East Frederick is one of few remaining strongholds for industrial businesses in the city and county.
As the city of Frederick moves forward with plans to redevelop a subsection of East Frederick along East Street, the owners and employees of those businesses are speaking out against any changes that would force them to relocate. A small, but vocal contingent of industrial business owners and representatives voiced their concerns with the city’s East Street Corridor Small Area Plan at a community meeting on Wednesday night.
Among them was Dave Staz, general manager for the Dairy Maid Dairy, which has been operating in an East Seventh Street building for more than 50 years, according to the company’s website.
“We want to make sure we don’t get rezoned,” Staz said, explaining his presence at the meeting.
The plan would affect a 371-acre swath of land in the eastern part of the city, bounded by East Street and stretching east toward Schley Farm.
About 125 acres of it, or 34 percent, is currently zoned for light or heavy industrial use, according to Matt Davis, the city’s division manager of comprehensive plans. Under the proposed small area plan, though, much of that land could be rezoned to accommodate other uses, including residential and commercial use.
Ken Breen, a commercial real estate agent and associate broker with Clagett Enterprises, also urged city planners against rezoning for the areas where industrial use has continued.
“Don’t displace the industrial uses that have been on this side of the city for hundreds of years,” Breen said. “Just leave us alone. Don’t push us out.”
Connecting past to future
Davis said he recognized the importance of the city’s industrial sector as a link to the city’s history and longstanding ties to the community. These businesses will remain in place for the foreseeable future, Davis said.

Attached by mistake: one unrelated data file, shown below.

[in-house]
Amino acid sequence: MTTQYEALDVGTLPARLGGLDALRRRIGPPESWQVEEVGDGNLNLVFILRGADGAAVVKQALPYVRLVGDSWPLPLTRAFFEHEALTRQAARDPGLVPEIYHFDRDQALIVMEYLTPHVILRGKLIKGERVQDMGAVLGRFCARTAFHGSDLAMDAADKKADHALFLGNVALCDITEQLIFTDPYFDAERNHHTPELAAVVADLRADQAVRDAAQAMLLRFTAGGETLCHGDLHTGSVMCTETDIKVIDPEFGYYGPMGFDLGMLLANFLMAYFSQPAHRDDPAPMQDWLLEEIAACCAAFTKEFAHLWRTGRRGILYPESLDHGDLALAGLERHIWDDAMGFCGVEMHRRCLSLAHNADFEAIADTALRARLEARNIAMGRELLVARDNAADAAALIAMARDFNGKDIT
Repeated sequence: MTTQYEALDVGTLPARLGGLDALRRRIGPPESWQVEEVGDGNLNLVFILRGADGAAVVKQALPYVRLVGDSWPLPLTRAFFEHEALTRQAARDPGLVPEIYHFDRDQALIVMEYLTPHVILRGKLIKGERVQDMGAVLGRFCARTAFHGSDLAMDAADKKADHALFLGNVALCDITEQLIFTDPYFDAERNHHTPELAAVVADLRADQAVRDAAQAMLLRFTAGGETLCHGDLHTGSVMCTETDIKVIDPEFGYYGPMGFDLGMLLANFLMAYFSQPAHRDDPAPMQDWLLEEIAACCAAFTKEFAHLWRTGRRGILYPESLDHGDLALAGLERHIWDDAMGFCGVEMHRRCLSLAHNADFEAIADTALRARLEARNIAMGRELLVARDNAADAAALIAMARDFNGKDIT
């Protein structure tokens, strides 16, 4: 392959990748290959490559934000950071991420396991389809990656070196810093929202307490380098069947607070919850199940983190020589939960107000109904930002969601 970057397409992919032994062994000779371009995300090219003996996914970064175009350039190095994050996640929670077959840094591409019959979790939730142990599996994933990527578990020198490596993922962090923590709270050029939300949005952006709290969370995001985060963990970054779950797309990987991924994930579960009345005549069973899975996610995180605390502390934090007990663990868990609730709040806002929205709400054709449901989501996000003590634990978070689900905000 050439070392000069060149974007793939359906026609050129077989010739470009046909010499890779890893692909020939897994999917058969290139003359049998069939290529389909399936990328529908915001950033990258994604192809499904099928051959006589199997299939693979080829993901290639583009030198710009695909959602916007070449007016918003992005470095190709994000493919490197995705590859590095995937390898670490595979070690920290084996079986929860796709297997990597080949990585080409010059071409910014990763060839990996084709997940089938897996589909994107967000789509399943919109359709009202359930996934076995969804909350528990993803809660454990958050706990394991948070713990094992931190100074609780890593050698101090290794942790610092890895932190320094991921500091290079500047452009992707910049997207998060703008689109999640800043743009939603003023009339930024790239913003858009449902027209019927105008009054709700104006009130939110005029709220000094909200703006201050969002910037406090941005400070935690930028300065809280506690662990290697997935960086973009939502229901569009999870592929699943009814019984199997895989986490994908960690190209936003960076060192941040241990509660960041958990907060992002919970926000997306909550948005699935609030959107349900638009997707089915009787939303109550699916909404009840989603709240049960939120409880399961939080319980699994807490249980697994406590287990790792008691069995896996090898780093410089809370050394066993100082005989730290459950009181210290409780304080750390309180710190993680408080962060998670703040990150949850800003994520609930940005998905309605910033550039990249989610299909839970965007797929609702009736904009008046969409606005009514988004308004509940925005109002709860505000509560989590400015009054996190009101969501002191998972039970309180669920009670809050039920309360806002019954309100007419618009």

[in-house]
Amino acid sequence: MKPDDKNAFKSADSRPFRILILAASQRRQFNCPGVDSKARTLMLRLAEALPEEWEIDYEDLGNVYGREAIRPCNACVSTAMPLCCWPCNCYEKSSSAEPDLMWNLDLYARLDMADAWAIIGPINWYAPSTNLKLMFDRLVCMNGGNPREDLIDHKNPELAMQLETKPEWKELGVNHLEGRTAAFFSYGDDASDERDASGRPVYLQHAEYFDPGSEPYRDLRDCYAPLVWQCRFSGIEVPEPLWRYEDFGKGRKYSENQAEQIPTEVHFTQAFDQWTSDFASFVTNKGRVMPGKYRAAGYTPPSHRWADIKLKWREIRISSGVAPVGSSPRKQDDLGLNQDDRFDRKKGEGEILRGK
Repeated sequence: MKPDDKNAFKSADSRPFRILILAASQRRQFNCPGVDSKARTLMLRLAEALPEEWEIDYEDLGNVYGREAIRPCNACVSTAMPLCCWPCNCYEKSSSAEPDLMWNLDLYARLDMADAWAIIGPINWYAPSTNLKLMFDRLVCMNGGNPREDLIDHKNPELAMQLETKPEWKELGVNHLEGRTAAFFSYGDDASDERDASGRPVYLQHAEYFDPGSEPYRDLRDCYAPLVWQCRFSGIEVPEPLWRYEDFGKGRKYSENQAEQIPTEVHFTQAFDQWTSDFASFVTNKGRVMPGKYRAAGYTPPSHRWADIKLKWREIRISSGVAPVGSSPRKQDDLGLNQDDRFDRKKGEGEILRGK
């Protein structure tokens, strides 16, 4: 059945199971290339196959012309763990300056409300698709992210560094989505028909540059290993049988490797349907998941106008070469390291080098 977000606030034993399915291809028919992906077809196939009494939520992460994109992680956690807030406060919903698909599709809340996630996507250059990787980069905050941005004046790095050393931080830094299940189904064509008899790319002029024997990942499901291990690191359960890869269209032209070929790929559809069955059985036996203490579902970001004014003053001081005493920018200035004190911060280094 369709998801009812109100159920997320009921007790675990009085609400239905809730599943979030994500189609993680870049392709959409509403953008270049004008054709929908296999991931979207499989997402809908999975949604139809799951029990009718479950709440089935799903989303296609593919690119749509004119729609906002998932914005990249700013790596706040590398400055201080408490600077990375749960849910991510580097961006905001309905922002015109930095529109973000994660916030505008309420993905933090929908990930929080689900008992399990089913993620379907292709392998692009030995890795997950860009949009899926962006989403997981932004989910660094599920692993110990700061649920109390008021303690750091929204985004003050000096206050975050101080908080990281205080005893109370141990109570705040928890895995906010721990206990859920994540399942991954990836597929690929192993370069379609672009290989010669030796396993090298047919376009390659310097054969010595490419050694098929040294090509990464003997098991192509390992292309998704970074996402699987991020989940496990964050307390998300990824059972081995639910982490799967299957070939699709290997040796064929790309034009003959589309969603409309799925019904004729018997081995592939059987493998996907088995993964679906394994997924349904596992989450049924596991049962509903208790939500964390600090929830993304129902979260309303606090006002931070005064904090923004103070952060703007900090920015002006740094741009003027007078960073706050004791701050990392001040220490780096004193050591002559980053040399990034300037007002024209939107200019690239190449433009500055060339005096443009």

But for the now-vacant parcels of land that cover much of East Frederick, redevelopment is needed. Rezoning is one way to spur that, he said.
Data from a 2014 study of the city market conditions conducted by Sage Policy Group Inc, also project slower growth in industrial business compared with that in other sectors. The report projected the city’s industrial business sector would add 267 employees between 2015 and 2030, 110 of which would be concentrated in the East Frederick area.
But industrial businesses composed only 16 percent of the city’s businesses as of 2013, according to the report. East Frederick boasts a larger percentage of industrial businesses, roughly 33 percent, the report stated.
And manufacturing, warehousing and other industrial-type jobs were among the most rapidly declining employment sectors in East Frederick from 2002 to 2011, according to 2013 U.S. Census Bureau data included in the report. In contrast, health care, professional services and retail trade were the three fastest-growing sectors in that same time frame, the report showed.
The relatively high vacancy rates among the county’s industrial and warehouse space, 16 percent by the end of 2013, compared with 9.9 percent and 9.2 percent in Montgomery and Prince George’s counties respectively, also supports how rezoning existing industrial zones could spur economic development.